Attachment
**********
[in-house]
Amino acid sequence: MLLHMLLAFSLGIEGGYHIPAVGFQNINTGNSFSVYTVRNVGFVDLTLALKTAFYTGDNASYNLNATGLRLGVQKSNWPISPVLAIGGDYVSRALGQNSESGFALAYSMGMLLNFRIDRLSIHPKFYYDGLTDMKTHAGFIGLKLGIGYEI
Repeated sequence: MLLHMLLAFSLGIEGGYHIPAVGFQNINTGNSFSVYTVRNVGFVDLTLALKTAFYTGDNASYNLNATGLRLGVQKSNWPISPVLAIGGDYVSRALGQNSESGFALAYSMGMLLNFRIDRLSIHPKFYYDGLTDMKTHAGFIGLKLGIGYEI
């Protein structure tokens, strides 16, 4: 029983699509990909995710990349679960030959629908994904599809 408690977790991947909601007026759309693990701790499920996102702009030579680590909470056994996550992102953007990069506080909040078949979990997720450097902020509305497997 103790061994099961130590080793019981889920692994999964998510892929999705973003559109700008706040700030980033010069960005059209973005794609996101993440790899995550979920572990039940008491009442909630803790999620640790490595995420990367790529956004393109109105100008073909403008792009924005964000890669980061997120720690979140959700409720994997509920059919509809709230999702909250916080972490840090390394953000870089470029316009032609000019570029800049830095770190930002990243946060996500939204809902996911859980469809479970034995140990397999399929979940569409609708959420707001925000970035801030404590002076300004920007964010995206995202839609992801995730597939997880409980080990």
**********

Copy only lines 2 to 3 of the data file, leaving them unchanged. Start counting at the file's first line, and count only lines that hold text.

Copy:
Amino acid sequence: MLLHMLLAFSLGIEGGYHIPAVGFQNINTGNSFSVYTVRNVGFVDLTLALKTAFYTGDNASYNLNATGLRLGVQKSNWPISPVLAIGGDYVSRALGQNSESGFALAYSMGMLLNFRIDRLSIHPKFYYDGLTDMKTHAGFIGLKLGIGYEI
Repeated sequence: MLLHMLLAFSLGIEGGYHIPAVGFQNINTGNSFSVYTVRNVGFVDLTLALKTAFYTGDNASYNLNATGLRLGVQKSNWPISPVLAIGGDYVSRALGQNSESGFALAYSMGMLLNFRIDRLSIHPKFYYDGLTDMKTHAGFIGLKLGIGYEI